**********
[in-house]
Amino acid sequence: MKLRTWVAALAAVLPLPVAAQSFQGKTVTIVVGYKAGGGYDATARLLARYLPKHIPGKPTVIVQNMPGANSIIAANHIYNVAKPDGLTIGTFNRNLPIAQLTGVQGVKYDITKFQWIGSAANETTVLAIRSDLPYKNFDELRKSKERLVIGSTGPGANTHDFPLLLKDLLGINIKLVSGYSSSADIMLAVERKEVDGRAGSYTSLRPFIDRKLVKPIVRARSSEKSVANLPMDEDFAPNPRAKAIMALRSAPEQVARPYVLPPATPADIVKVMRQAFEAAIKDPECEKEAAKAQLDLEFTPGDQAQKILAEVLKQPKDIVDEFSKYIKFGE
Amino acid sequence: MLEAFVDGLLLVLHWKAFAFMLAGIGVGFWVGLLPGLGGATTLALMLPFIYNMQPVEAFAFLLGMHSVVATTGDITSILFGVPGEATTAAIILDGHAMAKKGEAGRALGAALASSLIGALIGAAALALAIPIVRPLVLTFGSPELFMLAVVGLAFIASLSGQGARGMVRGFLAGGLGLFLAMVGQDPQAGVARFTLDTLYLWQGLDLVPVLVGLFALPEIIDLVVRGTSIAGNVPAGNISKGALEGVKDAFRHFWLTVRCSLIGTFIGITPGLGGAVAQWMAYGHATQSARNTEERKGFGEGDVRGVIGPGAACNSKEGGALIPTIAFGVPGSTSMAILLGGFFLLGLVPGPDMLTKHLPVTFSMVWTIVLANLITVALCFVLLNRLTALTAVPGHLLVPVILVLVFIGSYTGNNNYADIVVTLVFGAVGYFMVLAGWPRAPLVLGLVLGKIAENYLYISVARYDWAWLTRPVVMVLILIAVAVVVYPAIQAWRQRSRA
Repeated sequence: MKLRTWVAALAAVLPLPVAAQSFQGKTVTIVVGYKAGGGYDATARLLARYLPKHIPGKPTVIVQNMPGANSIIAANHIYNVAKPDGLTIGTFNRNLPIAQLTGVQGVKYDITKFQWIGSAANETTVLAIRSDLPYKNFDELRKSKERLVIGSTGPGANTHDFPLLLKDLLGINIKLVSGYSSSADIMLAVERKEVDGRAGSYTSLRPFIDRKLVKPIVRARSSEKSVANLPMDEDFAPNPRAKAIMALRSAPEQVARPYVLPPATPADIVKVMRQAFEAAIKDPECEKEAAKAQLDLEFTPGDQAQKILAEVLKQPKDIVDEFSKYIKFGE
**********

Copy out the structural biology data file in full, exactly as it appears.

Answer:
[in-house]
Amino acid sequence: MKLRTWVAALAAVLPLPVAAQSFQGKTVTIVVGYKAGGGYDATARLLARYLPKHIPGKPTVIVQNMPGANSIIAANHIYNVAKPDGLTIGTFNRNLPIAQLTGVQGVKYDITKFQWIGSAANETTVLAIRSDLPYKNFDELRKSKERLVIGSTGPGANTHDFPLLLKDLLGINIKLVSGYSSSADIMLAVERKEVDGRAGSYTSLRPFIDRKLVKPIVRARSSEKSVANLPMDEDFAPNPRAKAIMALRSAPEQVARPYVLPPATPADIVKVMRQAFEAAIKDPECEKEAAKAQLDLEFTPGDQAQKILAEVLKQPKDIVDEFSKYIKFGE
Amino acid sequence: MLEAFVDGLLLVLHWKAFAFMLAGIGVGFWVGLLPGLGGATTLALMLPFIYNMQPVEAFAFLLGMHSVVATTGDITSILFGVPGEATTAAIILDGHAMAKKGEAGRALGAALASSLIGALIGAAALALAIPIVRPLVLTFGSPELFMLAVVGLAFIASLSGQGARGMVRGFLAGGLGLFLAMVGQDPQAGVARFTLDTLYLWQGLDLVPVLVGLFALPEIIDLVVRGTSIAGNVPAGNISKGALEGVKDAFRHFWLTVRCSLIGTFIGITPGLGGAVAQWMAYGHATQSARNTEERKGFGEGDVRGVIGPGAACNSKEGGALIPTIAFGVPGSTSMAILLGGFFLLGLVPGPDMLTKHLPVTFSMVWTIVLANLITVALCFVLLNRLTALTAVPGHLLVPVILVLVFIGSYTGNNNYADIVVTLVFGAVGYFMVLAGWPRAPLVLGLVLGKIAENYLYISVARYDWAWLTRPVVMVLILIAVAVVVYPAIQAWRQRSRA
Repeated sequence: MKLRTWVAALAAVLPLPVAAQSFQGKTVTIVVGYKAGGGYDATARLLARYLPKHIPGKPTVIVQNMPGANSIIAANHIYNVAKPDGLTIGTFNRNLPIAQLTGVQGVKYDITKFQWIGSAANETTVLAIRSDLPYKNFDELRKSKERLVIGSTGPGANTHDFPLLLKDLLGINIKLVSGYSSSADIMLAVERKEVDGRAGSYTSLRPFIDRKLVKPIVRARSSEKSVANLPMDEDFAPNPRAKAIMALRSAPEQVARPYVLPPATPADIVKVMRQAFEAAIKDPECEKEAAKAQLDLEFTPGDQAQKILAEVLKQPKDIVDEFSKYIKFGE